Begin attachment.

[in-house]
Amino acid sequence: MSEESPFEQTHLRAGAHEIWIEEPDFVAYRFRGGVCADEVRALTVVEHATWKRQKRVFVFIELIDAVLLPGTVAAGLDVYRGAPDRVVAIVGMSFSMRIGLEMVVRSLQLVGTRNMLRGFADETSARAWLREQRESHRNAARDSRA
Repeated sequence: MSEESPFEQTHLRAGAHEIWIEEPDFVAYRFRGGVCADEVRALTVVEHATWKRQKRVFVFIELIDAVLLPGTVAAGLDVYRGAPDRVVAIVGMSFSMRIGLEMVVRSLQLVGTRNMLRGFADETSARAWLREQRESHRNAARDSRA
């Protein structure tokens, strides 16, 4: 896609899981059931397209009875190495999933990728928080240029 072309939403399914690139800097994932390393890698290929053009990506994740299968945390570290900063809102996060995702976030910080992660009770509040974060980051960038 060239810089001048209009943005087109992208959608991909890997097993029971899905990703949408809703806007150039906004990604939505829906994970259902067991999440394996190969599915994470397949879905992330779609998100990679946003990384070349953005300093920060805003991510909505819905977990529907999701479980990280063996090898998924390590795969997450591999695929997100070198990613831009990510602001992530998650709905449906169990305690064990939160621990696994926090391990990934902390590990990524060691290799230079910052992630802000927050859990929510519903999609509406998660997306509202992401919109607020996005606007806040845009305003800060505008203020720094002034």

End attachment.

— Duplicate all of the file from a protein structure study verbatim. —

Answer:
[in-house]
Amino acid sequence: MSEESPFEQTHLRAGAHEIWIEEPDFVAYRFRGGVCADEVRALTVVEHATWKRQKRVFVFIELIDAVLLPGTVAAGLDVYRGAPDRVVAIVGMSFSMRIGLEMVVRSLQLVGTRNMLRGFADETSARAWLREQRESHRNAARDSRA
Repeated sequence: MSEESPFEQTHLRAGAHEIWIEEPDFVAYRFRGGVCADEVRALTVVEHATWKRQKRVFVFIELIDAVLLPGTVAAGLDVYRGAPDRVVAIVGMSFSMRIGLEMVVRSLQLVGTRNMLRGFADETSARAWLREQRESHRNAARDSRA
């Protein structure tokens, strides 16, 4: 896609899981059931397209009875190495999933990728928080240029 072309939403399914690139800097994932390393890698290929053009990506994740299968945390570290900063809102996060995702976030910080992660009770509040974060980051960038 060239810089001048209009943005087109992208959608991909890997097993029971899905990703949408809703806007150039906004990604939505829906994970259902067991999440394996190969599915994470397949879905992330779609998100990679946003990384070349953005300093920060805003991510909505819905977990529907999701479980990280063996090898998924390590795969997450591999695929997100070198990613831009990510602001992530998650709905449906169990305690064990939160621990696994926090391990990934902390590990990524060691290799230079910052992630802000927050859990929510519903999609509406998660997306509202992401919109607020996005606007806040845009305003800060505008203020720094002034």